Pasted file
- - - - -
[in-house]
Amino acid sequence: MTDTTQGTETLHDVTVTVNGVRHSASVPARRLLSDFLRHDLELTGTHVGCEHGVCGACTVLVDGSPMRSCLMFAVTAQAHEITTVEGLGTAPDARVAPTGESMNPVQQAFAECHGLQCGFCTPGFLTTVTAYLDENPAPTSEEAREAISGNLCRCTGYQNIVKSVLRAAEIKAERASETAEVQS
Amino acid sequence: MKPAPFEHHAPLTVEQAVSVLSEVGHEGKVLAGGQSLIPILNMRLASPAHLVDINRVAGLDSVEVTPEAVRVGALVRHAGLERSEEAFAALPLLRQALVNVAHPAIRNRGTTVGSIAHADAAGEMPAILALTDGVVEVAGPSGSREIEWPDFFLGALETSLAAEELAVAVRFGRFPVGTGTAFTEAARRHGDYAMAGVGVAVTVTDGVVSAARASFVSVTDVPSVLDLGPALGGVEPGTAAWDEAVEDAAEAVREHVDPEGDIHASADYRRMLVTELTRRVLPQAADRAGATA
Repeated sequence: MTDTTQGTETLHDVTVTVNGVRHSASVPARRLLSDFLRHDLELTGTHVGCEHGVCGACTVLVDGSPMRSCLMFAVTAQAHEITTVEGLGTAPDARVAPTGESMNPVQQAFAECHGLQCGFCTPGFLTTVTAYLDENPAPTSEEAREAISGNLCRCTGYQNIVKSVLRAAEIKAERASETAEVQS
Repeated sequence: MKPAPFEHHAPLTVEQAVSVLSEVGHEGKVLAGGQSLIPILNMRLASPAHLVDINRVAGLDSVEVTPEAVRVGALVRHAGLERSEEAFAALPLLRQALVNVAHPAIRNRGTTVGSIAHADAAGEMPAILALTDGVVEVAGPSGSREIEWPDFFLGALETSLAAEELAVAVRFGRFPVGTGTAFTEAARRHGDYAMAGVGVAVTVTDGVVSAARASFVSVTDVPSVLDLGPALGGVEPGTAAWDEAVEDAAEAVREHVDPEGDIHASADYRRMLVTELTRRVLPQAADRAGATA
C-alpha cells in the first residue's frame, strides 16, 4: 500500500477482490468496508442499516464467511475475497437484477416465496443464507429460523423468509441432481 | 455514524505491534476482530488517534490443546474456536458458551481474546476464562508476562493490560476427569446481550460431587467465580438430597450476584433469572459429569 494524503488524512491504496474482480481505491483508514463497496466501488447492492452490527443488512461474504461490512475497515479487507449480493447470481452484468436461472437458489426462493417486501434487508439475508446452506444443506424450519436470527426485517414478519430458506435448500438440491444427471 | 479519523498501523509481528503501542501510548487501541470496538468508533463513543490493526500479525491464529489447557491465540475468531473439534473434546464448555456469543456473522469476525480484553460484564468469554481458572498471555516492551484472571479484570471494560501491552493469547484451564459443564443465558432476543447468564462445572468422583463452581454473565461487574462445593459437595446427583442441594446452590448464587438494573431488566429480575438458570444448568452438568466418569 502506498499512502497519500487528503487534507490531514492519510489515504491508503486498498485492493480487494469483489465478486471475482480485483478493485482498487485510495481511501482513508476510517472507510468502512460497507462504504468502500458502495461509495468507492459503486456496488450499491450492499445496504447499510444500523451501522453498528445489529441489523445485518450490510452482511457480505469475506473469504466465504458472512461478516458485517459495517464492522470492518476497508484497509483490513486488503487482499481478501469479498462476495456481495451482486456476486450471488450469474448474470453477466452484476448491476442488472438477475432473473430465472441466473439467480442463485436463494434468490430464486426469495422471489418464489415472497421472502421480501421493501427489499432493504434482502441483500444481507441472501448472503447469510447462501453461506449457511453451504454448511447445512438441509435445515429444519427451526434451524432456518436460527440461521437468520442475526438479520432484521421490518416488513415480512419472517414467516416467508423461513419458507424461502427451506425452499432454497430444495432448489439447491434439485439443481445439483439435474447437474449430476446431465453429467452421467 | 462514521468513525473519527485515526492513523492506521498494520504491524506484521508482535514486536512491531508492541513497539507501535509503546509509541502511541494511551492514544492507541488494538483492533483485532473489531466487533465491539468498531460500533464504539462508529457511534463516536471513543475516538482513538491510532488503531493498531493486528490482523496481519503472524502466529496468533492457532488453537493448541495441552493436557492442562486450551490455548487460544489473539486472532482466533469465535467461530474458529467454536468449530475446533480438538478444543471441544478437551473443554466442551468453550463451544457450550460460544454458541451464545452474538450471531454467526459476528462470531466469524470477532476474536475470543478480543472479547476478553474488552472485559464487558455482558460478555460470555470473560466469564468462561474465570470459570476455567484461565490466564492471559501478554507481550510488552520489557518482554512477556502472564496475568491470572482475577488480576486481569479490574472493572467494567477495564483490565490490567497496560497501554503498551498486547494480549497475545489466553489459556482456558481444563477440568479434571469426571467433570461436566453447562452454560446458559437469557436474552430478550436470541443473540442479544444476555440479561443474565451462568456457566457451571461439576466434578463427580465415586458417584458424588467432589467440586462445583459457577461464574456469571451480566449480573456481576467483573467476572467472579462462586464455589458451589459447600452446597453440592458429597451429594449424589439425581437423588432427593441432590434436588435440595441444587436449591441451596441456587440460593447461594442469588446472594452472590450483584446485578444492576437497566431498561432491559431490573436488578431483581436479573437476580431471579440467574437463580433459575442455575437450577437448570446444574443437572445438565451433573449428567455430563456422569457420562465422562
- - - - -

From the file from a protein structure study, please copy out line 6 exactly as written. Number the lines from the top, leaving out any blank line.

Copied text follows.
C-alpha cells in the first residue's frame, strides 16, 4: 500500500477482490468496508442499516464467511475475497437484477416465496443464507429460523423468509441432481 | 455514524505491534476482530488517534490443546474456536458458551481474546476464562508476562493490560476427569446481550460431587467465580438430597450476584433469572459429569 494524503488524512491504496474482480481505491483508514463497496466501488447492492452490527443488512461474504461490512475497515479487507449480493447470481452484468436461472437458489426462493417486501434487508439475508446452506444443506424450519436470527426485517414478519430458506435448500438440491444427471 | 479519523498501523509481528503501542501510548487501541470496538468508533463513543490493526500479525491464529489447557491465540475468531473439534473434546464448555456469543456473522469476525480484553460484564468469554481458572498471555516492551484472571479484570471494560501491552493469547484451564459443564443465558432476543447468564462445572468422583463452581454473565461487574462445593459437595446427583442441594446452590448464587438494573431488566429480575438458570444448568452438568466418569 502506498499512502497519500487528503487534507490531514492519510489515504491508503486498498485492493480487494469483489465478486471475482480485483478493485482498487485510495481511501482513508476510517472507510468502512460497507462504504468502500458502495461509495468507492459503486456496488450499491450492499445496504447499510444500523451501522453498528445489529441489523445485518450490510452482511457480505469475506473469504466465504458472512461478516458485517459495517464492522470492518476497508484497509483490513486488503487482499481478501469479498462476495456481495451482486456476486450471488450469474448474470453477466452484476448491476442488472438477475432473473430465472441466473439467480442463485436463494434468490430464486426469495422471489418464489415472497421472502421480501421493501427489499432493504434482502441483500444481507441472501448472503447469510447462501453461506449457511453451504454448511447445512438441509435445515429444519427451526434451524432456518436460527440461521437468520442475526438479520432484521421490518416488513415480512419472517414467516416467508423461513419458507424461502427451506425452499432454497430444495432448489439447491434439485439443481445439483439435474447437474449430476446431465453429467452421467 | 462514521468513525473519527485515526492513523492506521498494520504491524506484521508482535514486536512491531508492541513497539507501535509503546509509541502511541494511551492514544492507541488494538483492533483485532473489531466487533465491539468498531460500533464504539462508529457511534463516536471513543475516538482513538491510532488503531493498531493486528490482523496481519503472524502466529496468533492457532488453537493448541495441552493436557492442562486450551490455548487460544489473539486472532482466533469465535467461530474458529467454536468449530475446533480438538478444543471441544478437551473443554466442551468453550463451544457450550460460544454458541451464545452474538450471531454467526459476528462470531466469524470477532476474536475470543478480543472479547476478553474488552472485559464487558455482558460478555460470555470473560466469564468462561474465570470459570476455567484461565490466564492471559501478554507481550510488552520489557518482554512477556502472564496475568491470572482475577488480576486481569479490574472493572467494567477495564483490565490490567497496560497501554503498551498486547494480549497475545489466553489459556482456558481444563477440568479434571469426571467433570461436566453447562452454560446458559437469557436474552430478550436470541443473540442479544444476555440479561443474565451462568456457566457451571461439576466434578463427580465415586458417584458424588467432589467440586462445583459457577461464574456469571451480566449480573456481576467483573467476572467472579462462586464455589458451589459447600452446597453440592458429597451429594449424589439425581437423588432427593441432590434436588435440595441444587436449591441451596441456587440460593447461594442469588446472594452472590450483584446485578444492576437497566431498561432491559431490573436488578431483581436479573437476580431471579440467574437463580433459575442455575437450577437448570446444574443437572445438565451433573449428567455430563456422569457420562465422562